2. 5 out of 5

    Lois

    This book is so detailed and interesting. Much of the history is harrowing, heartbreaking and difficult to read. Still, I learned so much about the UK and the British Empire. 'Black' Britons have existed since Roman times. Longer than the descendants of Danes who are not questioned as belonging in Britain.

  3. 5 out of 5

    Emma

    Thoroughly researched and far ranging, David Olusoga's book is topical and necessary, providing an overview of a neglected element of British history, as well as being essential reading for the contemporary debate about the role (or even existence) of black people in Britain throughout the ages. It might seem strange to begin a review for one historian with a story about another, but bear with me... For those that are not clued to all the best history themed Twitter fights, eminent Classicist Ma Thoroughly researched and far ranging, David Olusoga's book is topical and necessary, providing an overview of a neglected element of British history, as well as being essential reading for the contemporary debate about the role (or even existence) of black people in Britain throughout the ages. It might seem strange to begin a review for one historian with a story about another, but bear with me... For those that are not clued to all the best history themed Twitter fights, eminent Classicist Mary Beard recently provoked uproar when she said that Roman Britain was ethnically diverse after a BBC cartoon dared to include a black Roman soldier and his family. It was not supposed to represent the 'typical' but the 'possible' (https://www.theguardian.com/uk-news/2...). Some of the vitriol she received was unfathomable and all because, it seems to me, that there seems to be a whole lot of people who want to see this country as the whitest of white places. Most importantly, the potential for reasoned debate based on evidence was shut down by denial, personal attack, and modern ideological ideas about race. It was a vivid demonstration of the intellectual space into which Olusoga was stepping. Indeed, this is the period with which he begins his chronological history, noting the role of imperialism that brought different peoples to these lands and how much later it would take Britons to Africa [loc 760]. From Roman soldiers to black slaves to WW2 GIs, Olusoga traces the changing role of black men and women in British society, as well as the attitudes towards them. The specific focus is on the international slave trade, with a much smaller section on post 1900, but there are significant holes in the story due to the nature of the evidence. He notes the difficulties in researching a subject with limited primary/autobiographical sources, especially when looking at black women, which is why there is inevitable repetition of the big names such as Olaudah Equiano. This is no surprise as the underlying theme of the book is the deliberate exclusion of black men and women from the historical record, an interpretation which might have seemed extreme had it not been so clearly illustrated in contemporary debates. That the subject has only recently come to the forefront indicates we have a long way to go. With all of the horror contained within, it would be impossible to point to a worst time or greatest act of immorality, yet for me, the story that stopped me in my tracks was that of the slaver ship, the Zong. On a journey in 1781, fears arose that there was not enough water to last the trip, so over a period of days, 133 slaves were thrown overboard and left to drown. Even worse, once in port, the slavers tried to cash in the insurance policy on the slaves they had killed, for the loss of their property. The cruelty and sheer disregard for human life that this evinces sickened me, yet it is one of many stories of inhuman action towards people simply because of the colour of their skin. And the best part of it? The stories that run in the background of the book, often without detail, because they represent the lives of ordinary people, every shade of colour, who lived and loved and married each other despite social conventions, laws, or any other issue that might have stopped them. Real people living as families, producing children, being friends. In a society where race can still affect your opportunities in life, these are the things to hold on to then and now. Highly recommended.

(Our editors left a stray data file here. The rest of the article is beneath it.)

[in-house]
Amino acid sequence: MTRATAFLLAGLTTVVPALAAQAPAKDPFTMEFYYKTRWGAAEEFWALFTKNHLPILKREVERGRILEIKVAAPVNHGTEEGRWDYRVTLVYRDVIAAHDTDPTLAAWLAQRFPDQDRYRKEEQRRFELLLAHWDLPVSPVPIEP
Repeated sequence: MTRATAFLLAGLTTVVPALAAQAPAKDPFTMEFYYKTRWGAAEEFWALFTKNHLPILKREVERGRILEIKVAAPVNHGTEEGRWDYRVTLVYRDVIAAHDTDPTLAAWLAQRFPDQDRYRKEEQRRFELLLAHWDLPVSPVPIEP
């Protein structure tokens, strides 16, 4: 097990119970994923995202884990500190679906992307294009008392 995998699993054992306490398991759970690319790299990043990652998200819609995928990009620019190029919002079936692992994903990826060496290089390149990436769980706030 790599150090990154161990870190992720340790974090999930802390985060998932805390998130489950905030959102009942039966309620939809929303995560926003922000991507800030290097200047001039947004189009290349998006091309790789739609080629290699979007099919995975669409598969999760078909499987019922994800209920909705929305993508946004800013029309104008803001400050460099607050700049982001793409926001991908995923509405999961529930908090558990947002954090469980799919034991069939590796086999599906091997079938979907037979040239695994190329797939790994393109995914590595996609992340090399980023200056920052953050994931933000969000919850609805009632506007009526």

4. 4 out of 5

    Roman Clodia